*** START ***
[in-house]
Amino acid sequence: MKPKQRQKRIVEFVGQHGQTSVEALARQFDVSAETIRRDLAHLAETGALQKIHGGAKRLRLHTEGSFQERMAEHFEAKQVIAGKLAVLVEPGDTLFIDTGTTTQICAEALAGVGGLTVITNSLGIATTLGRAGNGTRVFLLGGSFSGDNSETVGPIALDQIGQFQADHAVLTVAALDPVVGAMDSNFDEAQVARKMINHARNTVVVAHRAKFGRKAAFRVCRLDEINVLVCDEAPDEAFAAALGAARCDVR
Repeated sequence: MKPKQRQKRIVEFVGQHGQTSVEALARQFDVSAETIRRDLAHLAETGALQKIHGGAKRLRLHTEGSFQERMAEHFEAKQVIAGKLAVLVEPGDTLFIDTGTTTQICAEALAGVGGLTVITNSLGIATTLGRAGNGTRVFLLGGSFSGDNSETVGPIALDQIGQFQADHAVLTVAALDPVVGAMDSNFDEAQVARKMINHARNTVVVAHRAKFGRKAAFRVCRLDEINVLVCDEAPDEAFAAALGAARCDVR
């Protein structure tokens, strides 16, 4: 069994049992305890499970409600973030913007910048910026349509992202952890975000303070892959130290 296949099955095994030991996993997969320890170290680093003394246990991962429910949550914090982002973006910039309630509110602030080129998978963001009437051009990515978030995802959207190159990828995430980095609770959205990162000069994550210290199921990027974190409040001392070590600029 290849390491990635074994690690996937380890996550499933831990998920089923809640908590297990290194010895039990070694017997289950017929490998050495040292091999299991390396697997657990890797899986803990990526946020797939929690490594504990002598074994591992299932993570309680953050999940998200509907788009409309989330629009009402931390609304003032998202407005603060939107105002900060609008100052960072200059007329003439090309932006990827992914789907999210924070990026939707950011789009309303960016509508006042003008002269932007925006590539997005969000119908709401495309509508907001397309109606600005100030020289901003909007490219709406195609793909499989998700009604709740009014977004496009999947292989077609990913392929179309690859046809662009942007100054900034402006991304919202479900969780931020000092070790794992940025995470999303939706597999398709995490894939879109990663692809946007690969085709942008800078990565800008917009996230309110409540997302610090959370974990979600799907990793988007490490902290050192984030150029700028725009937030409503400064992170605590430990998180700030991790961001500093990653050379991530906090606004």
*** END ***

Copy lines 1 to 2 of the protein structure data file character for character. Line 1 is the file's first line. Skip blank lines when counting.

[in-house]
Amino acid sequence: MKPKQRQKRIVEFVGQHGQTSVEALARQFDVSAETIRRDLAHLAETGALQKIHGGAKRLRLHTEGSFQERMAEHFEAKQVIAGKLAVLVEPGDTLFIDTGTTTQICAEALAGVGGLTVITNSLGIATTLGRAGNGTRVFLLGGSFSGDNSETVGPIALDQIGQFQADHAVLTVAALDPVVGAMDSNFDEAQVARKMINHARNTVVVAHRAKFGRKAAFRVCRLDEINVLVCDEAPDEAFAAALGAARCDVR